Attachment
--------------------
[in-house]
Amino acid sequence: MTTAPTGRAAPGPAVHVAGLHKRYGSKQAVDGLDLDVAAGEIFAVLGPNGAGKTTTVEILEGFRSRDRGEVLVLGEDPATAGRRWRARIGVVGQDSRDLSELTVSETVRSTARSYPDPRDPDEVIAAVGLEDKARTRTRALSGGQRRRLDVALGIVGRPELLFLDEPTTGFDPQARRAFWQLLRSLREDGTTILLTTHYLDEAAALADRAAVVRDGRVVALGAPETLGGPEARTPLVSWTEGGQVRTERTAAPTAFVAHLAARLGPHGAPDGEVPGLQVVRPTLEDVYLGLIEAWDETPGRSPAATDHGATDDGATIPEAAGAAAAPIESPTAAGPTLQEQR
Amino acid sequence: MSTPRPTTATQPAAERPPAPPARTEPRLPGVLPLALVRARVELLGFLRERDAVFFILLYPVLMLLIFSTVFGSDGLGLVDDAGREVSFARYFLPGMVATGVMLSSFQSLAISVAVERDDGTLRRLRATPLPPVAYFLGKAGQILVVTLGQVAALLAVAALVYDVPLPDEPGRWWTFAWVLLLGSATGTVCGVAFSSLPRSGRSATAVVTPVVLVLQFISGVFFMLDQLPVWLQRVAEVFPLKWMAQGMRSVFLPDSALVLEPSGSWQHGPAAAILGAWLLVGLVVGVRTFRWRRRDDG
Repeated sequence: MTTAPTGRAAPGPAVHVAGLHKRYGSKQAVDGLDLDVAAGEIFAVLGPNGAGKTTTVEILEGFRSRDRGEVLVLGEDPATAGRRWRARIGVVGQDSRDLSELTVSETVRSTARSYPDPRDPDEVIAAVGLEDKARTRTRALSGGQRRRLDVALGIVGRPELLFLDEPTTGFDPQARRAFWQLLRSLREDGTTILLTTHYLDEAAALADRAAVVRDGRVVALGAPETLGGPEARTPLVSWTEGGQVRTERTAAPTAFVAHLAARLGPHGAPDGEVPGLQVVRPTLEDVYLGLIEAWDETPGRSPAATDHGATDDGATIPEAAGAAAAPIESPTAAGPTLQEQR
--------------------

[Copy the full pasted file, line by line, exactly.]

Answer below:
[in-house]
Amino acid sequence: MTTAPTGRAAPGPAVHVAGLHKRYGSKQAVDGLDLDVAAGEIFAVLGPNGAGKTTTVEILEGFRSRDRGEVLVLGEDPATAGRRWRARIGVVGQDSRDLSELTVSETVRSTARSYPDPRDPDEVIAAVGLEDKARTRTRALSGGQRRRLDVALGIVGRPELLFLDEPTTGFDPQARRAFWQLLRSLREDGTTILLTTHYLDEAAALADRAAVVRDGRVVALGAPETLGGPEARTPLVSWTEGGQVRTERTAAPTAFVAHLAARLGPHGAPDGEVPGLQVVRPTLEDVYLGLIEAWDETPGRSPAATDHGATDDGATIPEAAGAAAAPIESPTAAGPTLQEQR
Amino acid sequence: MSTPRPTTATQPAAERPPAPPARTEPRLPGVLPLALVRARVELLGFLRERDAVFFILLYPVLMLLIFSTVFGSDGLGLVDDAGREVSFARYFLPGMVATGVMLSSFQSLAISVAVERDDGTLRRLRATPLPPVAYFLGKAGQILVVTLGQVAALLAVAALVYDVPLPDEPGRWWTFAWVLLLGSATGTVCGVAFSSLPRSGRSATAVVTPVVLVLQFISGVFFMLDQLPVWLQRVAEVFPLKWMAQGMRSVFLPDSALVLEPSGSWQHGPAAAILGAWLLVGLVVGVRTFRWRRRDDG
Repeated sequence: MTTAPTGRAAPGPAVHVAGLHKRYGSKQAVDGLDLDVAAGEIFAVLGPNGAGKTTTVEILEGFRSRDRGEVLVLGEDPATAGRRWRARIGVVGQDSRDLSELTVSETVRSTARSYPDPRDPDEVIAAVGLEDKARTRTRALSGGQRRRLDVALGIVGRPELLFLDEPTTGFDPQARRAFWQLLRSLREDGTTILLTTHYLDEAAALADRAAVVRDGRVVALGAPETLGGPEARTPLVSWTEGGQVRTERTAAPTAFVAHLAARLGPHGAPDGEVPGLQVVRPTLEDVYLGLIEAWDETPGRSPAATDHGATDDGATIPEAAGAAAAPIESPTAAGPTLQEQR